A trove of recorded investigative interviews and body-worn camera footage sheds new light on the disastrous law enforcement response to the mass shooting in Uvalde, Texas, last year. The findings reveal that the children at Robb Elementary School, who had been trained for such events through active-shooter drills, were more prepared for an attack than many of the officers charged with stopping it.
The contrast shows that, 20 years after Columbine, police are still not adequately trained to respond to a mass shooting, and nationwide policy gaps instead put the onus of preparedness on victims, like the children of Uvalde. [FRONTLINE/The Texas Tribune and ProPublica]
For veterans, guns are more than tools. They’re a deeply ingrained part of identity and daily life; in combat situations, firearms are potentially “the only difference between life and death,” Jenny D’Olympia, a psychologist who served in Afghanistan and Oman, told The Trace’s Chip Brownlee. For some veterans, D’Olympia said, guns feel almost like an extension of their body.
Many mental health practitioners, on the other hand, have little experience with firearms — and that lack of knowledge can be a barrier to connecting with those who’ve served. Veterans die by suicide at a rate 57 percent higher than nonveterans, and most of those who take their own life do so with a gun. D’Olympia knew something needed to change.
So last year, she teamed up with two other veterans to make that change. They launched a pilot program in Massachusetts to teach mental health practitioners how veterans think about their guns — and how to respectfully approach them about suicide prevention measures. In the latest edition of The Trajectory, Brownlee has more on the pilot, its effectiveness, and veterans’ unique connection to firearms.
What to Know Today
The FBI, the ATF, the DEA, and the U.S. Marshals Service release little data about use-of-force incidents, despite 30 years of demands that the federal law enforcement agencies be transparent about who, when, and why they shoot. A review of information accessible to the public shows that the agencies, all overseen by the Justice Department, continue to use tactics that many big-city police departments have abandoned. [NBC]
The threat of armed insurrection is rising in the U.S., driven by the increasing presence of firearms in political spaces, according to researchers at the Center for Gun Violence Solutions at the Johns Hopkins Bloomberg School of Public Health. Their report, which also includes policy recommendations, notes that as extremist group activity has surged in recent years, a growing number of Americans have expressed willingness to engage in political violence. [Johns Hopkins Bloomberg School of Public Health]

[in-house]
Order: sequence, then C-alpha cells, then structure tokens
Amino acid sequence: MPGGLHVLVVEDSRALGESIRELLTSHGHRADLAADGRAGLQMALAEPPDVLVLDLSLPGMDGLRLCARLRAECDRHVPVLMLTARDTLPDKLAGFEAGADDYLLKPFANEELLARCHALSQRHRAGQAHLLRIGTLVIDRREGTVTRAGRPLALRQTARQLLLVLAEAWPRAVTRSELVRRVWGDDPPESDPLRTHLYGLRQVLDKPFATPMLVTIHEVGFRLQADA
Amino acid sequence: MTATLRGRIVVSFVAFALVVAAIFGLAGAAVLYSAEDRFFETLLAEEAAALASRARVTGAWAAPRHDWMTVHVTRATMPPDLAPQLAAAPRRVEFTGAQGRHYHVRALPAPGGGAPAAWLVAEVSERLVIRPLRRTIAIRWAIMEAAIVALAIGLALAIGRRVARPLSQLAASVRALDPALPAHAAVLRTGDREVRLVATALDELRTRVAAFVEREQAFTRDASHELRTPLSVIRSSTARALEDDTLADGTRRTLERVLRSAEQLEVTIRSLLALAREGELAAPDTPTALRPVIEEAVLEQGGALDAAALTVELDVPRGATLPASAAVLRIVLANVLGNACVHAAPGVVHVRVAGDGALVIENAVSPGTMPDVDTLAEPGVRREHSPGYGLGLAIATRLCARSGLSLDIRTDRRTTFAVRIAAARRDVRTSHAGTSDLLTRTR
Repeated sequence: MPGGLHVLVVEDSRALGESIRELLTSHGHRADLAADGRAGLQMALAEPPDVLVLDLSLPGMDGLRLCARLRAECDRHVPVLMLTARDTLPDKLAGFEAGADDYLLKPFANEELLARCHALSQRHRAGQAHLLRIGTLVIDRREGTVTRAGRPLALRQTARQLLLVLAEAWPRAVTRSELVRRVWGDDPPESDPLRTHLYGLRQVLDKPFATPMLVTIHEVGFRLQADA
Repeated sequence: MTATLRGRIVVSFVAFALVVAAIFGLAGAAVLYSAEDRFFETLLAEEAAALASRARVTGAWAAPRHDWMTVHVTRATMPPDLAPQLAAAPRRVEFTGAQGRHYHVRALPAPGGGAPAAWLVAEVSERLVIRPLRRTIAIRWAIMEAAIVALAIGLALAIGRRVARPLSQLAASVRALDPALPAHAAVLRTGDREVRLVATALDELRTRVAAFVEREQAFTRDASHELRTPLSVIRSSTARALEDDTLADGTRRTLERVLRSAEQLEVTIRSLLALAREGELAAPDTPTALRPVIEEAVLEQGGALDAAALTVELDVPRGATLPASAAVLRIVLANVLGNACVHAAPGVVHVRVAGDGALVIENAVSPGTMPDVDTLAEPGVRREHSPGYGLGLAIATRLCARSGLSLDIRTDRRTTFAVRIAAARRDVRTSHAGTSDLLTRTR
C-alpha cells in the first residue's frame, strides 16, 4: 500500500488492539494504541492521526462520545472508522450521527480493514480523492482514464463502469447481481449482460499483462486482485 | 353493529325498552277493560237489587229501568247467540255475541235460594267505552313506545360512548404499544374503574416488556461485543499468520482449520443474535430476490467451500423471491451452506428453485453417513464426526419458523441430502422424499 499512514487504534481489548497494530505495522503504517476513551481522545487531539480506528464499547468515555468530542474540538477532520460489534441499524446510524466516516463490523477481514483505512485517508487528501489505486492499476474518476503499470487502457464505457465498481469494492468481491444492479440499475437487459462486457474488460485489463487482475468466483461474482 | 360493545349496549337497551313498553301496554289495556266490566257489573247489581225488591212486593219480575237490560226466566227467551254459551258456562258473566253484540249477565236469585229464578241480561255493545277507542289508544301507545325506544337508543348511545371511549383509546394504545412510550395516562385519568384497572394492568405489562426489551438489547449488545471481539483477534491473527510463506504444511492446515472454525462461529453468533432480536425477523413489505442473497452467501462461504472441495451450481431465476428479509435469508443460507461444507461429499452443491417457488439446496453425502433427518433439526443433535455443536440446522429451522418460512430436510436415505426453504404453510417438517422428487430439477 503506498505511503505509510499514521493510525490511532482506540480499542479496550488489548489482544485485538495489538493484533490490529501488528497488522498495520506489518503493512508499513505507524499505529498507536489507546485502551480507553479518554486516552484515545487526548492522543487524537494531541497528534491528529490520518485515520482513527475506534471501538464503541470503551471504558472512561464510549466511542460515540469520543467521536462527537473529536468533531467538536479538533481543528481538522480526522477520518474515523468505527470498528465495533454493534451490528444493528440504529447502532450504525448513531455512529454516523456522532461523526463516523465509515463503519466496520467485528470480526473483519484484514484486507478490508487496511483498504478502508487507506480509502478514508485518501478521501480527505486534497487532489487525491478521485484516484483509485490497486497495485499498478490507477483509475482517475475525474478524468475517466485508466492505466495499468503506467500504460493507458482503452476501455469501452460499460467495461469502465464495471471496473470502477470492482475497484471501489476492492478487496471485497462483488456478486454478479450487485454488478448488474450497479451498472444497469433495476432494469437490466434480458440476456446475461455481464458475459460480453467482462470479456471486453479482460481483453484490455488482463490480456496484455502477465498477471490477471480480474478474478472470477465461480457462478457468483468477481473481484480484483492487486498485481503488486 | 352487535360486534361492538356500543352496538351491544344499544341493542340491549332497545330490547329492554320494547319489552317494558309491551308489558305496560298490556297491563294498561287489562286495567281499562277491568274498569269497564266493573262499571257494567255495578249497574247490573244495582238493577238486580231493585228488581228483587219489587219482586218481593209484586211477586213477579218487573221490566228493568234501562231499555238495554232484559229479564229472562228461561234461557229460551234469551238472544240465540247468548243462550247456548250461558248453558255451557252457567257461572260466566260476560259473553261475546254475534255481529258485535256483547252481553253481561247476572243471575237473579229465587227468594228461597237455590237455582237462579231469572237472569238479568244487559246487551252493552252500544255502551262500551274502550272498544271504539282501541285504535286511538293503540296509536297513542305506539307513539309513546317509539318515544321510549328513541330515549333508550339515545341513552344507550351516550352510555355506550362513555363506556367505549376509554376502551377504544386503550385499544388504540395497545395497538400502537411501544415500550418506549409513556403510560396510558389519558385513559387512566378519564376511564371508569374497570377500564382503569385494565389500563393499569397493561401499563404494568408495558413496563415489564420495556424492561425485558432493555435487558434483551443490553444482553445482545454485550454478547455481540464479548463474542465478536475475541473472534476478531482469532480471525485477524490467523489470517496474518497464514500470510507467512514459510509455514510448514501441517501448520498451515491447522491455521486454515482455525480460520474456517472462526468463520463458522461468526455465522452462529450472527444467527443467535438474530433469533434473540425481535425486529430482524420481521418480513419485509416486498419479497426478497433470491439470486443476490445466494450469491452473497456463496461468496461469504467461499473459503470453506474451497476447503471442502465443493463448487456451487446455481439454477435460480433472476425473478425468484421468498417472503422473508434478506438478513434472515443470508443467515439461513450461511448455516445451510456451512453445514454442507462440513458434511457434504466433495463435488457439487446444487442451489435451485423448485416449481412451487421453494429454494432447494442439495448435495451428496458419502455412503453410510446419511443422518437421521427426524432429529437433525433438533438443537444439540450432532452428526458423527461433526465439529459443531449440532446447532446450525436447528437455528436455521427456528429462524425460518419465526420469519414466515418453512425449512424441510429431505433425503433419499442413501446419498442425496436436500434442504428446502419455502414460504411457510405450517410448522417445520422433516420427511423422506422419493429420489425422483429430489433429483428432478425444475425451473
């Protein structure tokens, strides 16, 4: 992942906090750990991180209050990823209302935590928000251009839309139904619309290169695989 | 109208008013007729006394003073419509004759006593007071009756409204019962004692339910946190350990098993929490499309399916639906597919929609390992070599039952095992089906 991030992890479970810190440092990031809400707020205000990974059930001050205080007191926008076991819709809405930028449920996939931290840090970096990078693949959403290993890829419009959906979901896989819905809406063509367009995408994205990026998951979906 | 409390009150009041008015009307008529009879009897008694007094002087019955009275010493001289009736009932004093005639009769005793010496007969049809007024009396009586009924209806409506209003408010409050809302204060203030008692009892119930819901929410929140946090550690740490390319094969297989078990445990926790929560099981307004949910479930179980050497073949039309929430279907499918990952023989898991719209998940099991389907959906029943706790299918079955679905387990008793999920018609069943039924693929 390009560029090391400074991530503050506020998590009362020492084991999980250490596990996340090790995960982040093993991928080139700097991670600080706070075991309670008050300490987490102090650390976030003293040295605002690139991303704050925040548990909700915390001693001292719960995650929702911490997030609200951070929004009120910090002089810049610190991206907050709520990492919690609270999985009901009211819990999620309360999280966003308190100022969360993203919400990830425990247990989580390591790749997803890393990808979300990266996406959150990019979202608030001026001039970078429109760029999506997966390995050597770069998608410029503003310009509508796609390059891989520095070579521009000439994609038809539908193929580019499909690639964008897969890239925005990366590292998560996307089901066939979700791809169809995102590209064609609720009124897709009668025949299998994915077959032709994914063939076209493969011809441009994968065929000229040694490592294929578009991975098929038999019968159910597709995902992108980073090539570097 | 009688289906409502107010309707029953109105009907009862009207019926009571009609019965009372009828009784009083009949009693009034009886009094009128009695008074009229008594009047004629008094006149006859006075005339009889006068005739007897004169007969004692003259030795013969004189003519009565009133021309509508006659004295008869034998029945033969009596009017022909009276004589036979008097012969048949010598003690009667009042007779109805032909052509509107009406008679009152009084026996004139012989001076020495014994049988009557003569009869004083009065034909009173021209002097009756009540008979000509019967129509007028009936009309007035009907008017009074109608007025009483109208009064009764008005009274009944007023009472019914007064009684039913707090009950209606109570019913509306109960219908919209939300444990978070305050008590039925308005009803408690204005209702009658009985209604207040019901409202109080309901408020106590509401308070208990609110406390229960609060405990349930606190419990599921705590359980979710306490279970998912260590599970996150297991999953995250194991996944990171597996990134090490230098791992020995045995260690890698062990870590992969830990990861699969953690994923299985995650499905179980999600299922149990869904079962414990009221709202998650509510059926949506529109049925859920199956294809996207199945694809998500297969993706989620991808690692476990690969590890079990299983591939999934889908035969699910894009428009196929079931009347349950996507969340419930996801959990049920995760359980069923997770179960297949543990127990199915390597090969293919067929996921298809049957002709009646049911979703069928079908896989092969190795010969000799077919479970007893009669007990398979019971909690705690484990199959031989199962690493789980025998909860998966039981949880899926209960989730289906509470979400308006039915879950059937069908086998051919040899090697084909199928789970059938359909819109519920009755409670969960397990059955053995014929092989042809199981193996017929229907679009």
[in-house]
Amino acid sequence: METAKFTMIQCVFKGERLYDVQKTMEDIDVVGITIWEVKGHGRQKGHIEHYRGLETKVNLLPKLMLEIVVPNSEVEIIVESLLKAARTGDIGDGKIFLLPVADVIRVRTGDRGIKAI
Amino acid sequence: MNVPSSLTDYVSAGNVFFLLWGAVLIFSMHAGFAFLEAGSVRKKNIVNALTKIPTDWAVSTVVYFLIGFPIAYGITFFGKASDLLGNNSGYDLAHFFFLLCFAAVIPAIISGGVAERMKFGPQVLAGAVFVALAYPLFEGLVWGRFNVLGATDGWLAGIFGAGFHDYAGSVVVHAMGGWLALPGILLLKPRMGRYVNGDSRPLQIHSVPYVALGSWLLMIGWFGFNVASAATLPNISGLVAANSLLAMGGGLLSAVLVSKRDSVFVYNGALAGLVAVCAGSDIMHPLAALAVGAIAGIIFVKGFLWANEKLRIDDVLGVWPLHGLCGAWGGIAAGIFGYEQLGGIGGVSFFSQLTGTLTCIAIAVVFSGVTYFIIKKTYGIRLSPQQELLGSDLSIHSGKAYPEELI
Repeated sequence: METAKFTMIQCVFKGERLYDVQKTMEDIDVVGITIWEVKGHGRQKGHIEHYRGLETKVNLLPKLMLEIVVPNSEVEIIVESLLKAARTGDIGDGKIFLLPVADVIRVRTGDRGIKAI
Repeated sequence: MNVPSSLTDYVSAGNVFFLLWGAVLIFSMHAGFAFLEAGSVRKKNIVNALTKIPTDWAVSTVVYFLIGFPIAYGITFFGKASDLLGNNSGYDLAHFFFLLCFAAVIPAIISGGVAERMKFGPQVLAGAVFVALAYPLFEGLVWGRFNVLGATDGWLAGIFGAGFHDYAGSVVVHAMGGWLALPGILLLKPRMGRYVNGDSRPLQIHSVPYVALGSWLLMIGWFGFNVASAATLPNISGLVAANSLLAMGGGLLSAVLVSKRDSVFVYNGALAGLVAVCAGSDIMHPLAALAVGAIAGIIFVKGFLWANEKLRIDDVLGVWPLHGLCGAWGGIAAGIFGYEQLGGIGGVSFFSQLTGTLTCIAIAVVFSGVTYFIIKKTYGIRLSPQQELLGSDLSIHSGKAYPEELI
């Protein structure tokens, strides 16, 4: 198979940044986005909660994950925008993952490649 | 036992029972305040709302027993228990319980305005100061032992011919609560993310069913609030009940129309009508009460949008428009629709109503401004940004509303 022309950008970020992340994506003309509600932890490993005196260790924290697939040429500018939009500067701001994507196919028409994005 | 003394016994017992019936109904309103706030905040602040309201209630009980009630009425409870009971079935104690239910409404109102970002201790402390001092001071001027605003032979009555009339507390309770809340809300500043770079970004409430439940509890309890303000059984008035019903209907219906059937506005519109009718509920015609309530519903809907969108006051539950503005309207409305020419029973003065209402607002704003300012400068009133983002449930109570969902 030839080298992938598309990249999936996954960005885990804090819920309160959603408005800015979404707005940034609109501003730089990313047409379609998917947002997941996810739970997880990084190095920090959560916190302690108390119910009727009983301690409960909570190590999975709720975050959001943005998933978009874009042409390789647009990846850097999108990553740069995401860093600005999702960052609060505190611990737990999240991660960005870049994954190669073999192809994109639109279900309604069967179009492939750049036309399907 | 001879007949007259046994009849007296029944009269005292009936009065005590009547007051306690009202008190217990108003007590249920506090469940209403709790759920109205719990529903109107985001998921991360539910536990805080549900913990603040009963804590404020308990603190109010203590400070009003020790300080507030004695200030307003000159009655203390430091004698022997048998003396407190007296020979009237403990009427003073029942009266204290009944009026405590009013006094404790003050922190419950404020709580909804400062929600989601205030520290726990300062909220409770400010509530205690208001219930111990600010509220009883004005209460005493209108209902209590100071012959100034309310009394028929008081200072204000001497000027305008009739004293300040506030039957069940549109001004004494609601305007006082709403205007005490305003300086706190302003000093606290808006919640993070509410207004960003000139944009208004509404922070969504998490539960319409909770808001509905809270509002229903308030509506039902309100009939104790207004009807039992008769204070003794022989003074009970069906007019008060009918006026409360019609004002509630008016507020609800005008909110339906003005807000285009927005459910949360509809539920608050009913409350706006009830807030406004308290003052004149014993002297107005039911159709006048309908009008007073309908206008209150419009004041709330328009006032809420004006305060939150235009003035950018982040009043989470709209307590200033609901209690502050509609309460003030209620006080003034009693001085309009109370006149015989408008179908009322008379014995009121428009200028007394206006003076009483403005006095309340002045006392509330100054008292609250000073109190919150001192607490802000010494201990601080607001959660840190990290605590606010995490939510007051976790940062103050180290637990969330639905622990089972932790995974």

Massachusetts’ highest court appeared perplexed about whether a state law banning switchblades violates the Second Amendment precedent set under the Supreme Court’s 2022 Bruen decision, which has been widely criticized for its vagueness. In a comment he later called “facetious,” one justice, referring to U.S. v. Rahimi, asked: “Should we just wait them out and see what they do on the domestic violence case and see if Bruen goes away?” [Bloomberg Law News]
Gun rights advocates filed a second challenge to California’s new concealed carry restrictions. Set to take effect in January, the law prohibits carrying guns in a number of “sensitive places,” like daycares and courts; raises the minimum age for gun permits from 18 to 21; and allows cities and counties to require applicants to pass a mental health test, among other measures. [San Francisco Chronicle/CalMatters]
After mass shootings in Washington state and Texas over the weekend, the U.S. hit a grim milestone – 38. With less than a month of 2023 left, this year set the record for the highest number of mass killings — defined in this context as four or more people shot and killed, excluding the shooter — of any year since at least 2006. The previous record, 36, was set last year. [The Washington Post]
Firearm sales surged after the start of the pandemic in 2020, but not all buyers were enthusiastic about their purchase. In Philadelphia, reluctant new gun owners explain why they purchased their weapons and how their approach to safety has changed since. [The Philadelphia Inquirer]
2 — the number of states that have laws requiring all officers to undergo training for mass shooting situations after they graduate from police academies. In comparison, at least 37 states have laws mandating that schools conduct active shooter-related drills; 33 require that they be conducted at least annually. [FRONTLINE/The Texas Tribune and ProPublica]